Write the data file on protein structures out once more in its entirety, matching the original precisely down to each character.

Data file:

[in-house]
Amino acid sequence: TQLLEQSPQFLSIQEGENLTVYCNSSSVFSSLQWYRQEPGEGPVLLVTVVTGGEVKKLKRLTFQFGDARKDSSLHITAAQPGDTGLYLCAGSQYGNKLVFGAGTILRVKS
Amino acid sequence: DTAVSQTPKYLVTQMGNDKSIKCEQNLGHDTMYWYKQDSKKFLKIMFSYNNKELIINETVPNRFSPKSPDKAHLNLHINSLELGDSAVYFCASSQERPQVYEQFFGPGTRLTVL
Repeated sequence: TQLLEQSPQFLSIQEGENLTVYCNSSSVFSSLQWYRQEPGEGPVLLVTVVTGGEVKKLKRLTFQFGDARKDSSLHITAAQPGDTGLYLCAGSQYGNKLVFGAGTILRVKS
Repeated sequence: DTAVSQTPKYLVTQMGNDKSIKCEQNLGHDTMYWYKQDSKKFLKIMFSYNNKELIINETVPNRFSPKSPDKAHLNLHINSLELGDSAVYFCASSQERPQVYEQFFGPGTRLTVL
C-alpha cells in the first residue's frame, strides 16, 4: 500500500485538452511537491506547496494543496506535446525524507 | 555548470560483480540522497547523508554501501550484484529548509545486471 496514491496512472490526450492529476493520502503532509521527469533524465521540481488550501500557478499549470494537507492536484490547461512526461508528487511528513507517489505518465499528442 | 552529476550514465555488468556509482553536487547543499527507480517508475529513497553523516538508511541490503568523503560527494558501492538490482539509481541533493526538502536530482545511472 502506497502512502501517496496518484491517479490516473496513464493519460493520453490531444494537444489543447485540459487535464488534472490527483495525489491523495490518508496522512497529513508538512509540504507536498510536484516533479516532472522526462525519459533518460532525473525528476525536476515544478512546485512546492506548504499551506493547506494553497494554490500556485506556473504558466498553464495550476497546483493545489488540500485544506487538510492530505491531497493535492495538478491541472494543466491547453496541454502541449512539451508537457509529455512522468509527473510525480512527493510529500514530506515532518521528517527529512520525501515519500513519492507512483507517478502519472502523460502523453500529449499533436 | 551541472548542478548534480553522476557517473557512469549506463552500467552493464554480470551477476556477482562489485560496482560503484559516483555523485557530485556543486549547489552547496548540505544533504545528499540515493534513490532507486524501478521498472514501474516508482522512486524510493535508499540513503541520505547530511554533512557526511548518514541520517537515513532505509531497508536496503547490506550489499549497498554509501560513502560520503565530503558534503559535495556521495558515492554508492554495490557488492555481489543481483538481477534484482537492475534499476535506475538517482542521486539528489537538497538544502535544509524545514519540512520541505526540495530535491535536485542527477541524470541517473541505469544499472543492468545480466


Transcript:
[in-house]
Amino acid sequence: TQLLEQSPQFLSIQEGENLTVYCNSSSVFSSLQWYRQEPGEGPVLLVTVVTGGEVKKLKRLTFQFGDARKDSSLHITAAQPGDTGLYLCAGSQYGNKLVFGAGTILRVKS
Amino acid sequence: DTAVSQTPKYLVTQMGNDKSIKCEQNLGHDTMYWYKQDSKKFLKIMFSYNNKELIINETVPNRFSPKSPDKAHLNLHINSLELGDSAVYFCASSQERPQVYEQFFGPGTRLTVL
Repeated sequence: TQLLEQSPQFLSIQEGENLTVYCNSSSVFSSLQWYRQEPGEGPVLLVTVVTGGEVKKLKRLTFQFGDARKDSSLHITAAQPGDTGLYLCAGSQYGNKLVFGAGTILRVKS
Repeated sequence: DTAVSQTPKYLVTQMGNDKSIKCEQNLGHDTMYWYKQDSKKFLKIMFSYNNKELIINETVPNRFSPKSPDKAHLNLHINSLELGDSAVYFCASSQERPQVYEQFFGPGTRLTVL
C-alpha cells in the first residue's frame, strides 16, 4: 500500500485538452511537491506547496494543496506535446525524507 | 555548470560483480540522497547523508554501501550484484529548509545486471 496514491496512472490526450492529476493520502503532509521527469533524465521540481488550501500557478499549470494537507492536484490547461512526461508528487511528513507517489505518465499528442 | 552529476550514465555488468556509482553536487547543499527507480517508475529513497553523516538508511541490503568523503560527494558501492538490482539509481541533493526538502536530482545511472 502506497502512502501517496496518484491517479490516473496513464493519460493520453490531444494537444489543447485540459487535464488534472490527483495525489491523495490518508496522512497529513508538512509540504507536498510536484516533479516532472522526462525519459533518460532525473525528476525536476515544478512546485512546492506548504499551506493547506494553497494554490500556485506556473504558466498553464495550476497546483493545489488540500485544506487538510492530505491531497493535492495538478491541472494543466491547453496541454502541449512539451508537457509529455512522468509527473510525480512527493510529500514530506515532518521528517527529512520525501515519500513519492507512483507517478502519472502523460502523453500529449499533436 | 551541472548542478548534480553522476557517473557512469549506463552500467552493464554480470551477476556477482562489485560496482560503484559516483555523485557530485556543486549547489552547496548540505544533504545528499540515493534513490532507486524501478521498472514501474516508482522512486524510493535508499540513503541520505547530511554533512557526511548518514541520517537515513532505509531497508536496503547490506550489499549497498554509501560513502560520503565530503558534503559535495556521495558515492554508492554495490557488492555481489543481483538481477534484482537492475534499476535506475538517482542521486539528489537538497538544502535544509524545514519540512520541505526540495530535491535536485542527477541524470541517473541505469544499472543492468545480466